Straight out the box...
Announced last year and unveiled at NAMM in January, we’ve been tracking the development of the Panorama P4 - the bespoke Reason controller from new Californian brand Nektar - for some time now.
Given that we’re not shy about our love of Propellerhead’s Reason 6 (which has only been improved by the recent 6.5 update and addition of Rack Extensions), the prospect of a dedicated controller piqued our interest. Now we’ve got our hands on one, and it’s time to see how it fares.
With a DAW-specific controller like the Panorama P4, intuitiveness is key. You’ll probably already have invested time and money in setting up your music making computer, installing and learning your way around Reason, possibly building and saving your own presets. What you want now is a controller that you can plug in and use straight out of the box with minimal hassle - one that allows mouse-free control of as much of the DAW as possible, without you having to spend hours reading another manual or assigning controls.
So, how does it feel? How easy is it to use? What sort of control does it provide over Reason? Over the next few slides you can follow as we take the Panorama P4 back to our home studio and plug it into an existing Reason 6.5 setup to put it to the test.
We’re going to connect the P4 to a Mac Mini running Reason 6.5. As you can see, the Panorama is a fairly sizeable controller - so here’s hoping it can take care of the bulk of our MIDI controlling needs...
Happily, setup involves very little hassle. We download the drivers from the Nektar website, plug the Panorama in via USB, open Preferences in Reason and hit Auto-detect surfaces. Bingo.
The Panorama’s display recommends we surface lock the mixer controls to Reason’s master section, which we do (this is also done very easily).
Along with USB connections and documentation, the P4 comes with a supplied dusting cloth, in case you fancy a bit of a buff.
The Panorama packs a 49-key weighted keyboard with monophonic aftertouch. The keyboard feels pleasingly solid and plays nicely. We had to switch between the five available velocity curves to get the response to our liking, but this was fairly easily done.
Backlit pitch and mod wheels
We like it when things light up...
The Panorama’s transport controls are conveniently placed, match Reason’s in design and work exactly as they’re supposed to.
With the Panorama’s mixer controls locked to Reason’s master section the faders automatically control the levels of your first nine tracks. The knobs above are used to change the panning.
The plastic sliders feel slightly flimsier than we’d like if we’re honest, but they work well enough.
Deeper control of each track comes from the Panorama’s central panel...
The central section of the P4’s control panel can be switched between four different modes, with the TFT display changing accordingly and providing details of what’s going on.
In mixer mode the central controls allow deeper tweaking of Reason’s excellent SSL-style mixer. Adjustments to the mixer’s EQ section are easily made via the eight endless rotary knobs, and access to the high- and low-pass filters, sends and dynamics sections is achieved by a simple button push.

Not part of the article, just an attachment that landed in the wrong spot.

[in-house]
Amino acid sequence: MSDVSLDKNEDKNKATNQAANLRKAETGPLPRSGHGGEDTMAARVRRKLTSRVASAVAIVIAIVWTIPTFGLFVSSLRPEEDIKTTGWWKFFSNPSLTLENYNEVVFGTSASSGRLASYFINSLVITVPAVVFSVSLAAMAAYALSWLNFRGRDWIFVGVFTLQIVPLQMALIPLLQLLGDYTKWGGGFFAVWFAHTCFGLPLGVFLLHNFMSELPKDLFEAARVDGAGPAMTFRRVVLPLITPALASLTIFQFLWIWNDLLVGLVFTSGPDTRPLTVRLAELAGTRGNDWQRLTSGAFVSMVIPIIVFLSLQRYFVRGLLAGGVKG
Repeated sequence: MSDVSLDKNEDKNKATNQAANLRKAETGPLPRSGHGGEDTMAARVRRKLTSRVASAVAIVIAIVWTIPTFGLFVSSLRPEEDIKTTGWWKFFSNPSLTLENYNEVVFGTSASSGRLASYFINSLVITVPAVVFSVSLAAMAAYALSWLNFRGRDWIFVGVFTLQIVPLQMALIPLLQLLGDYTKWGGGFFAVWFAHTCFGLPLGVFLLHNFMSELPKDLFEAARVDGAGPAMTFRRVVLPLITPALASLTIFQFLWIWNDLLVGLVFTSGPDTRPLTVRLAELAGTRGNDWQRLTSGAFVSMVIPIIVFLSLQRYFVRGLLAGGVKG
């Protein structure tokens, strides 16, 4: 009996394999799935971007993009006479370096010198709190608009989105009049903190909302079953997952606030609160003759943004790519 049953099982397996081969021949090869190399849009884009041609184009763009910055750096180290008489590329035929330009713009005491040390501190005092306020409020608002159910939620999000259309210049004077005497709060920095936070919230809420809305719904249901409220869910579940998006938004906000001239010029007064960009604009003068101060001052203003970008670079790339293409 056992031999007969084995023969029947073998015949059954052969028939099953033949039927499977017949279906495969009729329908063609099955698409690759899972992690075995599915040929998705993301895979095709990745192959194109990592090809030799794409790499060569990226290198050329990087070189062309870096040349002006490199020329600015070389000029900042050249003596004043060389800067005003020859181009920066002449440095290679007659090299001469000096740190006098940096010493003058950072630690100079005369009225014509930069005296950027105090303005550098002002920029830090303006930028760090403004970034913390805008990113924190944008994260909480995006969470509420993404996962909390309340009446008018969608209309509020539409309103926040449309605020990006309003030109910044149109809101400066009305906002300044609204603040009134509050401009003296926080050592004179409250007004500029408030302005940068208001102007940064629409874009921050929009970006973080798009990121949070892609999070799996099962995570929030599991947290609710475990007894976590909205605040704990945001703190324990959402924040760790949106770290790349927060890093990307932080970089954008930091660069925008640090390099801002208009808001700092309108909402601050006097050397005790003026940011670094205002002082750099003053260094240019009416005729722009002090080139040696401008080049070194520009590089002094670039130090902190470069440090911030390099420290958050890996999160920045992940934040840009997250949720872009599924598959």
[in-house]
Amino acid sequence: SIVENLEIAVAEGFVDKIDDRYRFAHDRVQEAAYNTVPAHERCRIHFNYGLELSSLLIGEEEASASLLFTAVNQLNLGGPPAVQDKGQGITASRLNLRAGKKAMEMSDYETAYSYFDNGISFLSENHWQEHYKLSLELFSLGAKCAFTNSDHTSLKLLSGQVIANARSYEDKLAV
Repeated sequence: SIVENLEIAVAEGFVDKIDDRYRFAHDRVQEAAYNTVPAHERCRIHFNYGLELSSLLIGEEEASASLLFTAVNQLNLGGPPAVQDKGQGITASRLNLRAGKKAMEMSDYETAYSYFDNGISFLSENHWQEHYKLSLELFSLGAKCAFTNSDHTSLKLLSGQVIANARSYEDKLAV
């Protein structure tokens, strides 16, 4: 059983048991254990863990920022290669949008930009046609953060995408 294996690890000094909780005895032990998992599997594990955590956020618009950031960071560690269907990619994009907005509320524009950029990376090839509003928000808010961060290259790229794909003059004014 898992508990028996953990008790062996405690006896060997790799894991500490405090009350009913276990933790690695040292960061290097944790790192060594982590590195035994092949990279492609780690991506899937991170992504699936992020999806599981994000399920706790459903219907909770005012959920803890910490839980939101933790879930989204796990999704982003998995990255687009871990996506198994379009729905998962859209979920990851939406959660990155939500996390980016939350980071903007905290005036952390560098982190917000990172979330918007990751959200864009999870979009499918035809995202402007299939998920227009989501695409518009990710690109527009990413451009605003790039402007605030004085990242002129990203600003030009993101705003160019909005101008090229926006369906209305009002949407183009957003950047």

Hitting the Instrument button above the display panel gives you relatively deep control over whichever of Reason’s instruments you currently have enabled.
The rotary directly to the right of the screen easy lets you scroll through presets, while the screen itself offers a fair amount of info on what’s going on.
The other two buttons above the central screen - Transport and Internal - switch the screen to display details of Reason’s transport section and the Panorama’s internal MIDI info in turn.
Pads and conclusion
To the right of the central section is a 4x3 grid of velocity sensitive pads.
The most obvious application of these pads is as a control surface for the Kong Drum Designer. However, as Reason users will no doubt quickly spot, the Panorama’s pad grid is four pads short of matching Kong’s 4x4, 16-pad surface.
This is an obvious disappointment, but it’s far from being a fatal flaw for the Panorama. The pads are still of considerable use for auditioning and playing drum patches, and the Learn Note functionality opens up plenty of assignment possibilities.
The Panorama P4 certainly isn’t perfect - along with the pad mismatch mentioned above, the faders feel slightly flimsy (it’s worth noting that the master fader is motorised, but requires a second USB connection to work as such). The overall look of the P4 has divided opinion in the MusicRadar office too.
However, all of this aside, if you are a dedicated Reason user the Panorama’s instant plug-and-play performance and intuitive integration with the DAW make it a real draw.
With its all-in-one-box design, Reason possibly lends itself to this sort of dedicated controller more than any other software. The Panorama feels like a great fit with a Reason 6 setup, and it’s certainly a great aid to getting the most out of Reason’s burgeoning feature set. It’s worth noting too that - in our tests at least - the Panorama integrated easily with Reason’s new Rack Extensions.
Given the estimated street price of somewhere around £400, plus the amount of desk space it occupies, the Panorama P4 is something of a commitment. But if you’re already attached to working in Reason and want a controller that will help you get the best out of the software, this seems like one of the elegant solutions currently available.